When I spoke at the Cool Twitter Conference in Los Angeles recently (I’ll be speaking there again in San Francisco on September 24 and in Orange County, CA on November 5), there were many in attendance who mentioned that they didn’t even use their personal email anymore to communicate with their friends. After all, all of their friends were on Twitter, and they all had their Twitter accounts activated so that Direct Messages sent to them would automatically be sent to their cell phones. Why bother with email?
In fact, a friend at the conference asked why I hadn’t responded to her recent Direct Message. After all, I had received it on my cell phone, right? Wrong! The default setting for in Twitter is that you do not receive text messages from Twitter Direct Messages on your cell phone, the simple reason being that it could cost you money and therefore needs your approval. I used to have email notices sent to me when I received Direct Messages, but like many other people, I chose not to receive them because that is exactly what the spammers want to happen!
Long story short, I only read my Twitter Direct Messages when I access Twitter to tweet. I look at them after I look at my @Replies. But, to be honest with you, I am starting to not even bother looking at them anymore…
Twitter Direct Messages: Why I Don’t Read Them Anymore
With more than 20,000 followers, it is true that I get more communications in general than the average Twitter user. But with so many people joining Twitter, and so many companies seeing Twitter as a new marketing channel, it is not hard to imagine any Twitter user quickly increasing their follower count into the hundreds over the next several weeks should they choose to do so. And with that will come an influx of both Automated Direct Messages and clearly Direct Messages that I would refer to as spam.
I did my best by telling people why you should not send Automated Direct Messages on Twitter. I would spend time actually replying to every Direct Message I received with a shortcut to that post. Well, as you can imagine, it has done nothing to stop the influx of Direct Messages, although I may have lost some followers in the process.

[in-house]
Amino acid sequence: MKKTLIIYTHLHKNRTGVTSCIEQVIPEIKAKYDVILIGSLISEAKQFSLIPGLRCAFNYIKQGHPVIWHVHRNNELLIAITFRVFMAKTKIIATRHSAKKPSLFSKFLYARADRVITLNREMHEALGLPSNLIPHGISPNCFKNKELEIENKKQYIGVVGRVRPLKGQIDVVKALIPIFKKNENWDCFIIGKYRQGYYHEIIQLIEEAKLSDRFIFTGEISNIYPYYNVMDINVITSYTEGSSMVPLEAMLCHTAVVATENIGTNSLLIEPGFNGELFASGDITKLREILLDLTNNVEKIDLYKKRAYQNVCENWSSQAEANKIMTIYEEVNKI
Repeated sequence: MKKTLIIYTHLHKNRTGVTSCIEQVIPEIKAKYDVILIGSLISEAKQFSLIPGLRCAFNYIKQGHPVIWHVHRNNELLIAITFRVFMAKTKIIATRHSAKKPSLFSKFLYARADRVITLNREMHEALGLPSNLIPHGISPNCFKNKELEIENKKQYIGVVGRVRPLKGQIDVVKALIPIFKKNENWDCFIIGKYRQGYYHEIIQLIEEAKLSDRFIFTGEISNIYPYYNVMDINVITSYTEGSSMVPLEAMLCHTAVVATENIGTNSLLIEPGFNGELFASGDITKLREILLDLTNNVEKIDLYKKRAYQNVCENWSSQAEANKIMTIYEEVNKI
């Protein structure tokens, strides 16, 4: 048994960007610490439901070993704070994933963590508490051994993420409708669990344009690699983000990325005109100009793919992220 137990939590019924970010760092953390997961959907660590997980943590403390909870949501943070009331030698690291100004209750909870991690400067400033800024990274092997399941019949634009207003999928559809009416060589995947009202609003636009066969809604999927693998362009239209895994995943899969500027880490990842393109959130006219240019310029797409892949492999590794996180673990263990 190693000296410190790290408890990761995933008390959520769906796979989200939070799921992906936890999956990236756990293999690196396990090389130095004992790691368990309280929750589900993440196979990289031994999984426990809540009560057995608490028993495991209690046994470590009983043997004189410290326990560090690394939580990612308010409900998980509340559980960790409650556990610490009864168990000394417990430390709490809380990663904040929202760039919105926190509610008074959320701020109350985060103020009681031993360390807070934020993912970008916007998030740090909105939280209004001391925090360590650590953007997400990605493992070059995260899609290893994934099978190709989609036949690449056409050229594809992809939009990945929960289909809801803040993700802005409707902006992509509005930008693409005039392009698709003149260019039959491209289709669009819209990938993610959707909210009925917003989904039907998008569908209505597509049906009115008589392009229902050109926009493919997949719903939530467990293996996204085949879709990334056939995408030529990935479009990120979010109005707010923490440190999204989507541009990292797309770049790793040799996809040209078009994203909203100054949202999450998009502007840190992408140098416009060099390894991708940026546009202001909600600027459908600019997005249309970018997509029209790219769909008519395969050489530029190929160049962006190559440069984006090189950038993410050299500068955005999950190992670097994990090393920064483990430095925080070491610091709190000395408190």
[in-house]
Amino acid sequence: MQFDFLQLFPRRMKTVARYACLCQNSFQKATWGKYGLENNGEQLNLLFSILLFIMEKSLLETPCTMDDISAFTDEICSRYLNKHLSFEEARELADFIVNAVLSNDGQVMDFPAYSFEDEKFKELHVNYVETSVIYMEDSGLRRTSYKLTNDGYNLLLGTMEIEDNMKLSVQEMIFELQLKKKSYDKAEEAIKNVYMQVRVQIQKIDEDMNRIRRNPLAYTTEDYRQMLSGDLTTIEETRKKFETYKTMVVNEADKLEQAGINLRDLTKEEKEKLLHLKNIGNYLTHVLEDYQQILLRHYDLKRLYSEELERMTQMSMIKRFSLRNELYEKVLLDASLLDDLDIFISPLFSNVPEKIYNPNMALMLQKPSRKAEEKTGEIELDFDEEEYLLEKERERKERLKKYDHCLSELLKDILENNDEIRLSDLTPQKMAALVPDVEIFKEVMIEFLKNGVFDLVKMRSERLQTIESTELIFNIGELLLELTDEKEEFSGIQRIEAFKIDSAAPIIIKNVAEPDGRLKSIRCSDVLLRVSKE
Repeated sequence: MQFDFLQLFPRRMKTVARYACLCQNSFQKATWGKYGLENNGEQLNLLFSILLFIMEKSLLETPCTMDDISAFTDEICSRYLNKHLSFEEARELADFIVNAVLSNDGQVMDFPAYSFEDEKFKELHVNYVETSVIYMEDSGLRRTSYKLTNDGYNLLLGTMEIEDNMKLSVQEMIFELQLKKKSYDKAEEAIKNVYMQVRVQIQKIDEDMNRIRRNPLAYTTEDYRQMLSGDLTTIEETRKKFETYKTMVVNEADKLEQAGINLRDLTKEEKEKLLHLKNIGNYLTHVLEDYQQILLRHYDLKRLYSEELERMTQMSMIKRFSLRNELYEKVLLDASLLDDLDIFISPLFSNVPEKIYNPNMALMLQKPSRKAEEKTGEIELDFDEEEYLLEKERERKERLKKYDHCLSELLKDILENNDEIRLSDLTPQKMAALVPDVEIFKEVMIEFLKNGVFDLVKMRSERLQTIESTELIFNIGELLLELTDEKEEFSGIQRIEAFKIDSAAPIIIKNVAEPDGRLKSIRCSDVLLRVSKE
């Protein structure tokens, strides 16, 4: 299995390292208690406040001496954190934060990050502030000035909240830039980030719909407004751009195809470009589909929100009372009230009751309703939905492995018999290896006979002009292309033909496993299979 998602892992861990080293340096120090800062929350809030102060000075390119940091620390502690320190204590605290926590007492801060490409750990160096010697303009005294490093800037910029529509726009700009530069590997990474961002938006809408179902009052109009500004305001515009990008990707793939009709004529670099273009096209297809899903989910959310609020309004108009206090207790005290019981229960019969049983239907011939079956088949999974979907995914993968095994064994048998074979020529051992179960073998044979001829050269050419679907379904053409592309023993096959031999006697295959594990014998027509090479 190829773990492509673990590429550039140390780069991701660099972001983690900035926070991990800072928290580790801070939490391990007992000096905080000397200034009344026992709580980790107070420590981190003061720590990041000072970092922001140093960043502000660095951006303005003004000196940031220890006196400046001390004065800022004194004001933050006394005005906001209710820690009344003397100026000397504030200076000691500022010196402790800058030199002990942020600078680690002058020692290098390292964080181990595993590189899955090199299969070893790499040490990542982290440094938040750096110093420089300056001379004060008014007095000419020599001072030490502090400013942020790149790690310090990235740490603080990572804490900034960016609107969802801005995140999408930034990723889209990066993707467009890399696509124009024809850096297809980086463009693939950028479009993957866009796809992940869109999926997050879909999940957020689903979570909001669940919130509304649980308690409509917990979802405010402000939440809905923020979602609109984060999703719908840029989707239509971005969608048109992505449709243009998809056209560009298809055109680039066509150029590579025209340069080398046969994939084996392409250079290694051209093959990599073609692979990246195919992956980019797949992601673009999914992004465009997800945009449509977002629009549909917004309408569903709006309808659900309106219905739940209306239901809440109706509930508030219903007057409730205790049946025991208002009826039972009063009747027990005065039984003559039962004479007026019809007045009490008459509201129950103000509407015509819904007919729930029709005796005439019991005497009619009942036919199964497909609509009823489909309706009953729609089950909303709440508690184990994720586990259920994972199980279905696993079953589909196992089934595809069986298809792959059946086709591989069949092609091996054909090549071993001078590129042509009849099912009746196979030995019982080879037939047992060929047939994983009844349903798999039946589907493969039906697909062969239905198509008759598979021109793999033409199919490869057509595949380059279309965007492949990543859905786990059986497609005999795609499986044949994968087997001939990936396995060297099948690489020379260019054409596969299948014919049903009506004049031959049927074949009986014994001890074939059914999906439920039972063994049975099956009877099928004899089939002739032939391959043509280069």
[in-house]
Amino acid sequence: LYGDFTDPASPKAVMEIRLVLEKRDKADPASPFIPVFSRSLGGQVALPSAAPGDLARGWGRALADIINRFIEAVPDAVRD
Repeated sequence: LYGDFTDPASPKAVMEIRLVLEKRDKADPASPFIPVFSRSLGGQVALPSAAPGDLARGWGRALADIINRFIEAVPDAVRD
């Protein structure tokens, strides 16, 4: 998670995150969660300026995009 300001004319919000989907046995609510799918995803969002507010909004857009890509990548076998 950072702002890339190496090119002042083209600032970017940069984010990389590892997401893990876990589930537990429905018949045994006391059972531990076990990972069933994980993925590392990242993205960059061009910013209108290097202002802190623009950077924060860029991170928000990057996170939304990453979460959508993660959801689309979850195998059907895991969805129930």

The net-net is that, despite the spam filters that I have put in place (which I will blog about in the future), I sometimes receive over 100+ Direct Messages in one day! You can imagine how important communications can get lost in here, so I am starting to tell friends who use Twitter Direct Messages to either send me an @Reply (preferable), or if it is personal to send me an old fashioned email
If you think about it, LinkedIn and Facebook do not have this problem because only Twitter has an API that allows 3rd parties to create an Automated Direct Message application. If Twitter would simply start disallowing people to utilize those automated services, I think that my Direct Messages would be readable again.
Of course, if too many people start sending too many @Replies that should not be for public consumption, another issues is raised. Social Media Today had an interesting article on this subject recently entitled “Eight Twitter Habits That May Get You Unfollowed,” and indeed the article recommends that many people should use the Direct Message instead of an @Reply to send a personal message. I think a healthy portion of @Replies, if done properly, actually shows a personable side to you that will hopefully strengthen your brand. Rule of thumb: if it’s something you wouldn’t be embarrassed to mention in front of others that can overhear you at a Starbucks, I think you’re OK putting it in an @Reply, so long as you tweet @Replies in moderation.
So that’s my new policy: I will not read Twitter Direct Messages anymore. And I will ask my friends who “DM” me to send me an @Reply or email wherever possible. How about you? Do you still use Twitter Direct Messages efficiently? Do any of you have a similar experience? Would love to hear from you!